A coworker of mine misspoke the word vicariously and said vicarelessly (vie careless lee), and we decided that it means to experience something through another’s actions, but not care about the outcome.
You know that moment in ET where he’s dying. He’s turning white and all shriveled and he’s hooked up to all sorts of medical equipment and none of the adults in the room seem to know what to do. And during this time Elliot seems to be dying too, he’s feeling the same things ET is going through, and you suddenly realize that Elliot and ET have grown connected since they met. You think back to all the signs from earlier parts of the story; they experienced the same drunkenness, heroics, romance, and happiness. When ET started to get sick, so did Elliot. They feel each other’s pain. They’ve become inseparable such that Elliot almost dies* along with ET before he can recover. That’s what losing a spouse to cancer feels like. Or at least that’s what its felt like to me.
* Not in need of any support, just wanted to share the observation. If you haven’t seen ET since you were a kid, you should see it again.
Took the kids snowboarding in VT today. We all put one of those ski tracker apps on our phones. After a few runs we checked them out and had this conversation:
The 20 year old: Huh, according to this I was going 43 MPH.
Me smugly: Well I was doing almost 45 MPH.
The 16 year old:, I was doing 54 MPH!
Me: OK let’s rein this in a little, you don’t even have a driver’s license!
This is the story of how Laura had Calamari for the first time. Laura and I had been dating for about a year when we decided to take a weekend trip to Block Island. We went in April, off season. We had the place to ourselves, but not much was open. We had no car, so we were limited to what we could walk to from the port. We stayed at a local inn, and by Sunday afternoon, we had exhausted out options, and had nothing left to do but wait for the return ferry. We had just five dollars left, and needed to eat lunch. There was just one place open, a small seafood joint. We sat down and perused the menu. A calamari appetizer was the only thing we could afford, so I asked her, “do you want to split a plate of fried calamari?”
“Sure!” She said. The waiter came over and we placed our order, and when he left she asked me, “what’s calamari?” You see, Laura was just barely out of the desert and not exactly experienced in the world of seafood.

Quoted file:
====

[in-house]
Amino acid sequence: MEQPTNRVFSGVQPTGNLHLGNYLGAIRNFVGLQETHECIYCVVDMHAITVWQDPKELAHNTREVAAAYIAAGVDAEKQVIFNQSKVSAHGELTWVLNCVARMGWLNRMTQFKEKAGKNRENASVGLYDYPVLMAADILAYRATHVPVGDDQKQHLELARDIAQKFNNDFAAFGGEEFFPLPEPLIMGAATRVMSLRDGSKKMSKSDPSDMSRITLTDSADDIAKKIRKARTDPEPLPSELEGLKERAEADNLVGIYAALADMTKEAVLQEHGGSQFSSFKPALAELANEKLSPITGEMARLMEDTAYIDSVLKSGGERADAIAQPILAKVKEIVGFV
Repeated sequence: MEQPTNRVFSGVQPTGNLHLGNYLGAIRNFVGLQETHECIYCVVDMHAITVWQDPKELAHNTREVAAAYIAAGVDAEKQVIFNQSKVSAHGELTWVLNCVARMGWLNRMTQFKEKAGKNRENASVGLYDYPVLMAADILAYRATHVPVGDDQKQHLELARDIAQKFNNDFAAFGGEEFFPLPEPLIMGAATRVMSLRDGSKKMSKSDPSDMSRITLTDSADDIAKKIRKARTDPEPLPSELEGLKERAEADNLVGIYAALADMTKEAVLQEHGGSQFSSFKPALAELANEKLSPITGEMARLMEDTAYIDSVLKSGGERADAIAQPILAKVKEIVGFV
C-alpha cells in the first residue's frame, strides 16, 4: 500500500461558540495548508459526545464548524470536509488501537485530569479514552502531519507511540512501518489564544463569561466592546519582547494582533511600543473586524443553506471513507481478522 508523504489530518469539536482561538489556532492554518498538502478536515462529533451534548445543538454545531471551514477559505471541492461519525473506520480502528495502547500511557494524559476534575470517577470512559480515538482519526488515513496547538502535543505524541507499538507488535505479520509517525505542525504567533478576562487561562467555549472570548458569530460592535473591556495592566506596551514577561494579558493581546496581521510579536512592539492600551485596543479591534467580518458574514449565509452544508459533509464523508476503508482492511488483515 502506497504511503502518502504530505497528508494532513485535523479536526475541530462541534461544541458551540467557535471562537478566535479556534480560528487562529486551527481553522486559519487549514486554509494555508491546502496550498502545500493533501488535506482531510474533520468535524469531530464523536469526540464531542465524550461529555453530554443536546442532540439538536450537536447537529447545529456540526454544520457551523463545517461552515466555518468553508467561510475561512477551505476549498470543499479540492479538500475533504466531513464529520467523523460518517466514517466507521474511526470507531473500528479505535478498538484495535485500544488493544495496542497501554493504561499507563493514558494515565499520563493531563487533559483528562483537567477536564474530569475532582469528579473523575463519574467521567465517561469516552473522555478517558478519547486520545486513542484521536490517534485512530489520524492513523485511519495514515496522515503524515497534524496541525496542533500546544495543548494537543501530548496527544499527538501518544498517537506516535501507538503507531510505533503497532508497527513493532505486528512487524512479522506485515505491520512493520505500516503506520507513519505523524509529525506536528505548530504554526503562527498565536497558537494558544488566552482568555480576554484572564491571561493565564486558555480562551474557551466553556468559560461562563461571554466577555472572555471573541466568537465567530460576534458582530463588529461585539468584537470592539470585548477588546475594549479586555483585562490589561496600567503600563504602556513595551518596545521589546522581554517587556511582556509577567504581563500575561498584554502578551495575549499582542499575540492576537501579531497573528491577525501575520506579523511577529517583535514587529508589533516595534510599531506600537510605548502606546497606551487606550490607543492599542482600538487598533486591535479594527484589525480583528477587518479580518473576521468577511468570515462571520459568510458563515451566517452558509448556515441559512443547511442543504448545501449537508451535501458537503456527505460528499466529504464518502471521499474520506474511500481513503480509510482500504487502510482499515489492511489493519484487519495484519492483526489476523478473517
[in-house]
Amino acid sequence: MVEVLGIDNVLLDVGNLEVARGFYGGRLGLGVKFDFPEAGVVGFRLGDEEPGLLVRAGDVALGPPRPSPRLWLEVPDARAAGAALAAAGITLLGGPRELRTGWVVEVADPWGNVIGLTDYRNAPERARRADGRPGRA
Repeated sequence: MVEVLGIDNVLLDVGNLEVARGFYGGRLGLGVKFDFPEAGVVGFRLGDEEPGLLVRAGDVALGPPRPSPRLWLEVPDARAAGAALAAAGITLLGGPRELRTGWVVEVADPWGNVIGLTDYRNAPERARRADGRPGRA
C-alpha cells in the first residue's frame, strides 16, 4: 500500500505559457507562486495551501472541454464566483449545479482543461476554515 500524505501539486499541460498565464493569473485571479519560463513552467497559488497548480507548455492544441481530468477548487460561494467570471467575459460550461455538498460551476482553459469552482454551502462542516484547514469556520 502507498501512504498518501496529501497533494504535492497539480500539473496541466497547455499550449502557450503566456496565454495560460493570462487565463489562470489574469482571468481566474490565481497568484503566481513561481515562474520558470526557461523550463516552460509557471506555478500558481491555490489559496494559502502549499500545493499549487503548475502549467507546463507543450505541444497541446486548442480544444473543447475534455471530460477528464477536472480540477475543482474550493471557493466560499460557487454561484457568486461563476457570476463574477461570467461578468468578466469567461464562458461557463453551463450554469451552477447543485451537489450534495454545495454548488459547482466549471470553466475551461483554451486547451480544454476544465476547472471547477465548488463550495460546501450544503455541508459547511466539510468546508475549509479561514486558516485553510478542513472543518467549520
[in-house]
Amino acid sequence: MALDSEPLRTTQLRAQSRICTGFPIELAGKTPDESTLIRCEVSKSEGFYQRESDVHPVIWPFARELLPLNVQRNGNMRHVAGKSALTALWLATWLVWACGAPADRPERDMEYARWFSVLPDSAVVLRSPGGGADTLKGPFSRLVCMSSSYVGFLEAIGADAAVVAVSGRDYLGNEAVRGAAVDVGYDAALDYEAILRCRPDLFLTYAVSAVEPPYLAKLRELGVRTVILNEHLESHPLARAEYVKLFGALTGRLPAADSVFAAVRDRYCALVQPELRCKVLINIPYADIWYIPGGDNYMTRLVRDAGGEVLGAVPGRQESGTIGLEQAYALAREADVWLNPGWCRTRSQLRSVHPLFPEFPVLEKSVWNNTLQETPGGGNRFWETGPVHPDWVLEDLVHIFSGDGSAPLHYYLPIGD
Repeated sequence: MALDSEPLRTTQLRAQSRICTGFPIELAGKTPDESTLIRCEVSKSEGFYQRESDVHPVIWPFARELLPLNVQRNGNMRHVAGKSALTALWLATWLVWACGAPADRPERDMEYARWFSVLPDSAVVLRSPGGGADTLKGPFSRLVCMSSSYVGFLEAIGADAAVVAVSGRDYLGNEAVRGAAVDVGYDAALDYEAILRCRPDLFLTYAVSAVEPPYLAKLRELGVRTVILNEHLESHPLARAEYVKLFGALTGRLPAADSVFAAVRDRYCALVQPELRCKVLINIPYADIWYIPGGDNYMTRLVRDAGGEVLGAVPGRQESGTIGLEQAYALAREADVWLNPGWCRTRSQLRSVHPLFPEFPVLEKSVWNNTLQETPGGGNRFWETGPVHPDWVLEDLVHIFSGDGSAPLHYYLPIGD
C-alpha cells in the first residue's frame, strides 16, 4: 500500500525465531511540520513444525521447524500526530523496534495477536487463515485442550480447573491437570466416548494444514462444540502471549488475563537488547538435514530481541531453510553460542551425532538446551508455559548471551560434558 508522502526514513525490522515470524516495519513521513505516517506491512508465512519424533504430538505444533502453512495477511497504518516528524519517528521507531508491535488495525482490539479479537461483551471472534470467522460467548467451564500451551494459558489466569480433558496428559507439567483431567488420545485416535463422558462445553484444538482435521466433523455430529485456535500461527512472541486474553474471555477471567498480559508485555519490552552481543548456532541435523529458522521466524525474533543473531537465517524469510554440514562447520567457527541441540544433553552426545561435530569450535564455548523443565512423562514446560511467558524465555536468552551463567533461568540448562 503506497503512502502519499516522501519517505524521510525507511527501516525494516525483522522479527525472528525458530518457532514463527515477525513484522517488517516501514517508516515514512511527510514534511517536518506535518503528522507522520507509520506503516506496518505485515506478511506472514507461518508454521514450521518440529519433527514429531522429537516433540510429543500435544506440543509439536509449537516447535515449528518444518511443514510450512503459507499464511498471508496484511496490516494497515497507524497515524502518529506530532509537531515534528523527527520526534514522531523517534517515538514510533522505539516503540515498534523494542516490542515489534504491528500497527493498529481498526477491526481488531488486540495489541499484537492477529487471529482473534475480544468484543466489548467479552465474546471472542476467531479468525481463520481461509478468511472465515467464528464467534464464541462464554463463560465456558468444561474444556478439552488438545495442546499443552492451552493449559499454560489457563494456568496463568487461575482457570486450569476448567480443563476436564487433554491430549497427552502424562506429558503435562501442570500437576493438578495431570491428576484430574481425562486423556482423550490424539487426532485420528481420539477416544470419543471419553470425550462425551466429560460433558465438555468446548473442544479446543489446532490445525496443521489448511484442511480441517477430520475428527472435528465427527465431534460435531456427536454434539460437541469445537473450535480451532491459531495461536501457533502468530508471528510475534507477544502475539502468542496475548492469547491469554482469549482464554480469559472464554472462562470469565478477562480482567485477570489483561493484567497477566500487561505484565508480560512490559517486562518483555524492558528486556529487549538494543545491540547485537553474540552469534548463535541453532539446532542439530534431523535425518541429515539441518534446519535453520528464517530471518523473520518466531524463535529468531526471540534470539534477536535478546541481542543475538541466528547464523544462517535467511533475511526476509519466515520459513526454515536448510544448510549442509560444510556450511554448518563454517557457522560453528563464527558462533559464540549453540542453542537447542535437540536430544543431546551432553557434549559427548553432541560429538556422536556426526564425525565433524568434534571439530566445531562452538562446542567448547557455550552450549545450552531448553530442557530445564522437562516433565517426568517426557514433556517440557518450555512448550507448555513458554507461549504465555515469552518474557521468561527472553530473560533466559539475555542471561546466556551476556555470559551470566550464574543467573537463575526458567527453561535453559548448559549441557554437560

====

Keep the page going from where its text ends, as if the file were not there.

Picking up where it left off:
“It’s squid.” I said.
“Well I’m not eating that,” she said…in her head. Throughout our lives Laura has always had a had a habit of talking to me in her head, sometimes not realizing she wasn’t talking out loud.
Some time goes by and out comes the meal. If you are familiar with this dish, it comes in two parts, there’s the obviously squid parts that are the breaded and fried tentacles, and there’s the not so obviously squid parts that are the tubular body sliced up in to breaded and fried rings.
I dig in, tentacles first, and encourage Laura to start. “I’m not eating that,” she said in her head. “I’ll just have some of these onion rings.” And that is how Laura tried fried squid for the first time.
My bias showed itself today. I was doing a crossword puzzle and the clue was “sympathetic case”. I put “poor slob” because I had some of the first letters, it fit, and made sense. It jumped easily to mind and I heard it in my head in the voice of Daffy Duck. Bug and Daffy often described some unfortunate character as a poor slob, and I believe it was common language from the 40s.
Well as it turns out the answer was “poor soul.” So not only am I predisposed to seeing those in unfortunate situations as slovenly, but also I am unlikely to see a supernatural essence at a person’s core.
My teenager just said, “I may have to get on Instagram because it’s the only way Gen Z keeps in touch.” I thought I knew all his friends, but couldn’t figure out who this Jenn Z was.
I keep seeing images on the web that say, this is art and this is not. Though when I see them, I am less likely to think about the nature of art, and more likely to see Simon & Garfunkel in my head.
My seven year old talks non stop, sometime I’m not really listening. Today he was going on about Banana Robots. I asked my wife if she knew what he was talking about, “Oh, we talked about nanobots today.”
I was so focused, I was dialed in. But then I got lazy and phoned it in.
Here’s an example of what those statues could look like: